How I Killed Pluto and Why It Had It Coming
- Narrated by: Ryan Gesell
- Length: 7 hrs and 48 mins
- Unabridged Audiobook
- Release date: 12-07-10
- Language: English
- Publisher: Random House Audio
Regular price: $24.50
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Filled with both humor and drama, How I Killed Pluto and Why It Had It Coming is Mike Brown's engaging first-person account of the most tumultuous year in modern astronomy - which he inadvertently caused. As it guides readers through important scientific concepts and inspires us to think more deeply about our place in the cosmos, it is also an entertaining and enlightening personal story: While Brown sought to expand our understanding of the vast nature of space, his own life was changed in the most immediate, human ways by love, birth, and death. A heartfelt and personal perspective on the demotion of everyone's favorite farflung planet, How I Killed Pluto and Why It Had It Coming is the book for anyone, young or old, who has ever dreamed of exploring the universe - and who among us hasn't?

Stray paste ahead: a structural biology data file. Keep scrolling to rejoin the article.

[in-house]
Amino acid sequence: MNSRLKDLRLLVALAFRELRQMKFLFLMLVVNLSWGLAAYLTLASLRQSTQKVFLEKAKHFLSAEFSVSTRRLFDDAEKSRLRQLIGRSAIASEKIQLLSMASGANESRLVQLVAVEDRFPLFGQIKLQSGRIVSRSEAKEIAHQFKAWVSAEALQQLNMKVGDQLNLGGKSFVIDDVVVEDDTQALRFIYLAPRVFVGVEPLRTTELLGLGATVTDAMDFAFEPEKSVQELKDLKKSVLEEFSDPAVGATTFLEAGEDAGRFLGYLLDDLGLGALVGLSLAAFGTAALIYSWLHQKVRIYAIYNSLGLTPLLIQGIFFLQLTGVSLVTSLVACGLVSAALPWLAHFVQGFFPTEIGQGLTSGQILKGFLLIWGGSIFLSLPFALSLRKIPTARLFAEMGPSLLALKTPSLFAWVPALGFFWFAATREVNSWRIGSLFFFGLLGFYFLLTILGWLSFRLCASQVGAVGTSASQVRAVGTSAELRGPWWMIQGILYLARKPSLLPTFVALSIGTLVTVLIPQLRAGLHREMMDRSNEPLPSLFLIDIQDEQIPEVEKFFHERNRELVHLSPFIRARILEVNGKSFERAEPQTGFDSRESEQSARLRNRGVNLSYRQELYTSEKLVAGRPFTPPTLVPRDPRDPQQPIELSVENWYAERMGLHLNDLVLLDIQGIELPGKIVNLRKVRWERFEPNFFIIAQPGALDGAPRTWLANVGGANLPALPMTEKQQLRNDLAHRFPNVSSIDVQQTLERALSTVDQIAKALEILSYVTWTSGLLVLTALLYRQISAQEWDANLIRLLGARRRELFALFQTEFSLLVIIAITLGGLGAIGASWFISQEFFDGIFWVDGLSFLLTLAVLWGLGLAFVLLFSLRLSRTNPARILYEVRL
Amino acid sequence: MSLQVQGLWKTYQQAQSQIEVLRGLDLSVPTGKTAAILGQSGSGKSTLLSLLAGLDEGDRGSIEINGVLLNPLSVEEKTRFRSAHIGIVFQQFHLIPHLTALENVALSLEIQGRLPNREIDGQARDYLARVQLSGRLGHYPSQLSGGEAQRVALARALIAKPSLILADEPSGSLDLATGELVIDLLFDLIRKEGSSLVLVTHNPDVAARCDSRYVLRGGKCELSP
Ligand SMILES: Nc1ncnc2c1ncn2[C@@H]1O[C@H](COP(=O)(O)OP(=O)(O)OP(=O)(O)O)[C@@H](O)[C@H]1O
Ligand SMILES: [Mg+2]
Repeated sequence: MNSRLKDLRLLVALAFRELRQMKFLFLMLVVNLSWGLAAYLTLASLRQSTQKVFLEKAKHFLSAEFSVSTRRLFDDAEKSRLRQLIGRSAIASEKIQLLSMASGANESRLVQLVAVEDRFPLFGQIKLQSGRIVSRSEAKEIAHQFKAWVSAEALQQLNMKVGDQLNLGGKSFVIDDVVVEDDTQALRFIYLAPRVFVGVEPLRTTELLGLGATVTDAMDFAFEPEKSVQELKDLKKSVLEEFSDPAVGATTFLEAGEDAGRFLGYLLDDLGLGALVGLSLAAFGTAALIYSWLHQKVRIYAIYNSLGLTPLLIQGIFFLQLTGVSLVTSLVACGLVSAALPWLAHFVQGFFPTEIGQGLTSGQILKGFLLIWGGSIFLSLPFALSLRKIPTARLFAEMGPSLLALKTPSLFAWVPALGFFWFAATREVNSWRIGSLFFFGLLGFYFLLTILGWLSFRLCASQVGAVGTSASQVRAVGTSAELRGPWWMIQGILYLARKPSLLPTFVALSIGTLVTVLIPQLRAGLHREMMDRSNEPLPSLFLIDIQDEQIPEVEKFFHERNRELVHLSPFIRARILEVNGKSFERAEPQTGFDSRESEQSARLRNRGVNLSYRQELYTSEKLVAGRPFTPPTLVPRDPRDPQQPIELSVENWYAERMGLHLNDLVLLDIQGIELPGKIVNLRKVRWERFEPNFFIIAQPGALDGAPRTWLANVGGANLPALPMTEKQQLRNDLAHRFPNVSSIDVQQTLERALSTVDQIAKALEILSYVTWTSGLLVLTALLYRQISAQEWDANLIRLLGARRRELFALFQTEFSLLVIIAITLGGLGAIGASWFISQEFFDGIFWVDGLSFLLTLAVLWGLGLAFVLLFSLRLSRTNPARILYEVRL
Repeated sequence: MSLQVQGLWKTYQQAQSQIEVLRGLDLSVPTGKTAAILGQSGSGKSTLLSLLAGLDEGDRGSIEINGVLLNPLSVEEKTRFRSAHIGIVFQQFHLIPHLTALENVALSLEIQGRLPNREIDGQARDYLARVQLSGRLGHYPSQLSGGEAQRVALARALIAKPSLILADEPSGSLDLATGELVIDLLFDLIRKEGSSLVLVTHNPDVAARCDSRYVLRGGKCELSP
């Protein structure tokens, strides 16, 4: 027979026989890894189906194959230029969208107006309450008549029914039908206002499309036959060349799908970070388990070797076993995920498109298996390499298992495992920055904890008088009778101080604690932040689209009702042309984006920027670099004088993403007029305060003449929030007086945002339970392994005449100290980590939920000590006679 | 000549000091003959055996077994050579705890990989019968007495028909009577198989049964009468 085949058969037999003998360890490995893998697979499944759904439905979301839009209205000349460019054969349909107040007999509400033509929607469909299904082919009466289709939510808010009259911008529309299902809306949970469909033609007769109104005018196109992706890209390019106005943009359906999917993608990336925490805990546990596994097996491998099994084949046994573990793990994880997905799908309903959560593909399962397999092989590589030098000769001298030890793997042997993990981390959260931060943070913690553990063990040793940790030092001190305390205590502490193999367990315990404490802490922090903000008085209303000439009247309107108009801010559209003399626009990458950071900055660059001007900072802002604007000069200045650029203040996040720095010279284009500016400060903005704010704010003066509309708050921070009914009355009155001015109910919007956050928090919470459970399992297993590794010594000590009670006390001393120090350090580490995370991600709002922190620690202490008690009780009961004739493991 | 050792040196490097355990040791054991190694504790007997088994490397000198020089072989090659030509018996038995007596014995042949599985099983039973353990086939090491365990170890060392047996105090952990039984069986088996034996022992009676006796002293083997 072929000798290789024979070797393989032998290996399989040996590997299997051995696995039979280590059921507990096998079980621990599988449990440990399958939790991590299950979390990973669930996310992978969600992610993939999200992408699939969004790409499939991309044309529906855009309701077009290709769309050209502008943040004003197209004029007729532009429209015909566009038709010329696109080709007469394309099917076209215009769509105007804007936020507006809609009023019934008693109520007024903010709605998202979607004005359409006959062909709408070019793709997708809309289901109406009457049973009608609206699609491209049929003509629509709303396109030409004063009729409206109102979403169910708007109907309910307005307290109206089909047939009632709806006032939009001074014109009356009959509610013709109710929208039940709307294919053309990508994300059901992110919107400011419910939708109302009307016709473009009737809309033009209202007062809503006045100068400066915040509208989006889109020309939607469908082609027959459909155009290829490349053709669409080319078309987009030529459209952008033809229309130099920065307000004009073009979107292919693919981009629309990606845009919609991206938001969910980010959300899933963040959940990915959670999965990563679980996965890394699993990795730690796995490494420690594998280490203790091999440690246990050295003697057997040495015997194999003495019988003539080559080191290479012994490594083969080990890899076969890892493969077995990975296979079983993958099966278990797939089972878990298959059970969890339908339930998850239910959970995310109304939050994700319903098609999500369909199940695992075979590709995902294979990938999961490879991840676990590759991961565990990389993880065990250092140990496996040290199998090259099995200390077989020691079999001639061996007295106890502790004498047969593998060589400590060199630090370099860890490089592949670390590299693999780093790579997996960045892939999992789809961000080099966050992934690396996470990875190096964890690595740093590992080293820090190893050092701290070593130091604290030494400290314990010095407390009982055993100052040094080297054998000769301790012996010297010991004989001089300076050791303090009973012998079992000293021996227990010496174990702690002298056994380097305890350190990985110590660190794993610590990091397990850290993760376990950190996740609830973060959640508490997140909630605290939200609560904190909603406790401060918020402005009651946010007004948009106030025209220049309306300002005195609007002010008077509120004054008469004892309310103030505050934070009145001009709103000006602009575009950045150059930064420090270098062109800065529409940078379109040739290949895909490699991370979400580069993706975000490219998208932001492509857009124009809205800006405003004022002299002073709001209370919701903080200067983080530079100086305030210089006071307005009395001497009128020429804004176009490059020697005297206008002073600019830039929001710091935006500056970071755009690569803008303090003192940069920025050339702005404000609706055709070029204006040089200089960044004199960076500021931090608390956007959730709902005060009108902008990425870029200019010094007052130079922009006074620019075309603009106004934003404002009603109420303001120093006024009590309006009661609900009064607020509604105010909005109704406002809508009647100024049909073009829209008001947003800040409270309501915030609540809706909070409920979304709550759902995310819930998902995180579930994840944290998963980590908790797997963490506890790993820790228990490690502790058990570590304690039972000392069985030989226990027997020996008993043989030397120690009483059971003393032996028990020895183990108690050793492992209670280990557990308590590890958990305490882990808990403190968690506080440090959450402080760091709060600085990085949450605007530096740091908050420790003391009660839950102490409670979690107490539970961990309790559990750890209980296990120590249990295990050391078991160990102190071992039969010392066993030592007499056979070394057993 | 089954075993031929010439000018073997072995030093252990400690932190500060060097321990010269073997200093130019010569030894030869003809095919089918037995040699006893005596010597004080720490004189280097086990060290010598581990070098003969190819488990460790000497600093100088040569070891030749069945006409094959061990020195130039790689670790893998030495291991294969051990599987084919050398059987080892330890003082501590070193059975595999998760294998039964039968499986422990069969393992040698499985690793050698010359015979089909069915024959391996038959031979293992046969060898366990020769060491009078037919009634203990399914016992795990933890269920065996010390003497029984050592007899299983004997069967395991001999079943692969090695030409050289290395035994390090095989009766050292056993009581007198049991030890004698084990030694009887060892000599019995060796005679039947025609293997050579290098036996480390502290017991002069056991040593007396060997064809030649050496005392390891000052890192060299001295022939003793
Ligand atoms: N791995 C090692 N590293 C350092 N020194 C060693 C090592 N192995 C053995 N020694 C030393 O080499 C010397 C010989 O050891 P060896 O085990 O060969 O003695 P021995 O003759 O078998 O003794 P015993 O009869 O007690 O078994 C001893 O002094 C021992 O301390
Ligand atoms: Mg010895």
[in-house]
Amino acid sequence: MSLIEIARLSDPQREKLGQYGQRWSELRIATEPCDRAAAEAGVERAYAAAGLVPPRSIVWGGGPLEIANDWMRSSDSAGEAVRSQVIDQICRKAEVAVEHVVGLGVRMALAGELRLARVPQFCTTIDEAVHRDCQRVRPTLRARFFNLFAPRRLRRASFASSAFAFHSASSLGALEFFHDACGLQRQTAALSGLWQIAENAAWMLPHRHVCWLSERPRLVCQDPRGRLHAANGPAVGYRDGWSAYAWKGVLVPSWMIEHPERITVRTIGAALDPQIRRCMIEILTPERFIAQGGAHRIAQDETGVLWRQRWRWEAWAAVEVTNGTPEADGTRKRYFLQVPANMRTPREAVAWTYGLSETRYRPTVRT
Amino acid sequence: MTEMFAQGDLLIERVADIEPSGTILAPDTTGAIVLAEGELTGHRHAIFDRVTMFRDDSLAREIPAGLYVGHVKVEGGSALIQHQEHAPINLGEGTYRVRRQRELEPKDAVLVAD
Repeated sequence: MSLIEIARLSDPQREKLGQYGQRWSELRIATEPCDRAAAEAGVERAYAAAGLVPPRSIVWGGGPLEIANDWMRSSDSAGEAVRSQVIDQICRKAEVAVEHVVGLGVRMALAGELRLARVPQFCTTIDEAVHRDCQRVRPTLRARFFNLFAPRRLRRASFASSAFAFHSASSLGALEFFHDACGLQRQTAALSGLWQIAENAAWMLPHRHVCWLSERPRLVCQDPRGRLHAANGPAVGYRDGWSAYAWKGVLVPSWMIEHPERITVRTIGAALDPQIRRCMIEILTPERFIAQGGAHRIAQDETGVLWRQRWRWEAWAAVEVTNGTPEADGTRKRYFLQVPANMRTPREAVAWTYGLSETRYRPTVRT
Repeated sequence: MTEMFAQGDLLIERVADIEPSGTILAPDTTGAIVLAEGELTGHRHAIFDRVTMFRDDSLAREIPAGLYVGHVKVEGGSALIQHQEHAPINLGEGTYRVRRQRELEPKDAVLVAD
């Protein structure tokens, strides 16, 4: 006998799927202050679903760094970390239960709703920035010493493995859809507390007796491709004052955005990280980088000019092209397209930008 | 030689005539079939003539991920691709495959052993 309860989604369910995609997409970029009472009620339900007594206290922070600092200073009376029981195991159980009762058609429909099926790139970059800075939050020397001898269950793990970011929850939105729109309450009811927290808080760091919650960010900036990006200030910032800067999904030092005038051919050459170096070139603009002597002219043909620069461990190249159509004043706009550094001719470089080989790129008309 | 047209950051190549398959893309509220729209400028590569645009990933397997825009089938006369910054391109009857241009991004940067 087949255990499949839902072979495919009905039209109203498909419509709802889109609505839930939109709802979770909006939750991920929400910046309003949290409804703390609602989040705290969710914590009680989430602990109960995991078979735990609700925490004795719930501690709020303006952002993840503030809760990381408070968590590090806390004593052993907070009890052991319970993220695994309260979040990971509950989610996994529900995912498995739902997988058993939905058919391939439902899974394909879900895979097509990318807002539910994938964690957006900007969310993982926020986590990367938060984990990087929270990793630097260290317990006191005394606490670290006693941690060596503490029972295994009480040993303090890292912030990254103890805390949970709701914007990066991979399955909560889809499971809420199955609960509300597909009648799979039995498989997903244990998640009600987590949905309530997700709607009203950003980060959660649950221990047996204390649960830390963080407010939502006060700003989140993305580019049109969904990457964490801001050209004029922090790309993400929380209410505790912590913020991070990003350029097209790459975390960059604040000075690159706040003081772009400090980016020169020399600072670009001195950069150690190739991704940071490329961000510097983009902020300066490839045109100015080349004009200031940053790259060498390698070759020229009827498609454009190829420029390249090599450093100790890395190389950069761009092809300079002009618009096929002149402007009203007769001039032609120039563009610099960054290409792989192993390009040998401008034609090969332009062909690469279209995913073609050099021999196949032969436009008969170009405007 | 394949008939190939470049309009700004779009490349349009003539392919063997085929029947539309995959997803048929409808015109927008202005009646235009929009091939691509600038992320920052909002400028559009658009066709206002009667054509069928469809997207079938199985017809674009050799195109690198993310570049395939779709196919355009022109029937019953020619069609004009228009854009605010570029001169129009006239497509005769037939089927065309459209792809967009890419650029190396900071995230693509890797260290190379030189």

Customer ReviewsMost Helpful
By Rickapolis on 12-21-10
Informative and fun
When I bought this book it was a bit of an experiment. I enjoyed all the 'fuss' when Pluto was demoted from planetary status, but I wasn't sure an entire book about it would be interesting. It is. Very. Ryan Gesell does a top notch job of narration, and Brown's weaving in and out of his work and home experiences (how he meets and falls in love with his wife, and the birth of their first child) seems to keep it all in perspective. The universe goes on in both the grandest and most humble of ways. There are even some villains thrown into the mix. If you're at all interested in astronomy, or just the excitement of discovery, this is a must listen. Five Stars.
8 of 8 people found this review helpful
By Michael Carrato on 09-19-11
This book is about the death of a planet, and the birth of a family. I loved the way Brown juxtaposed his explorations of the universe with his own personal experiences building his family. It works. We see Brown the brilliant astronomer, and Brown the doting husband and father. We also see how those two roles sometimes conflicted, like when the early arrival of his beloved daughter almost jeopardized his planet discoveries.
Nicely read as well. Highly recommended.
4 of 4 people found this review helpful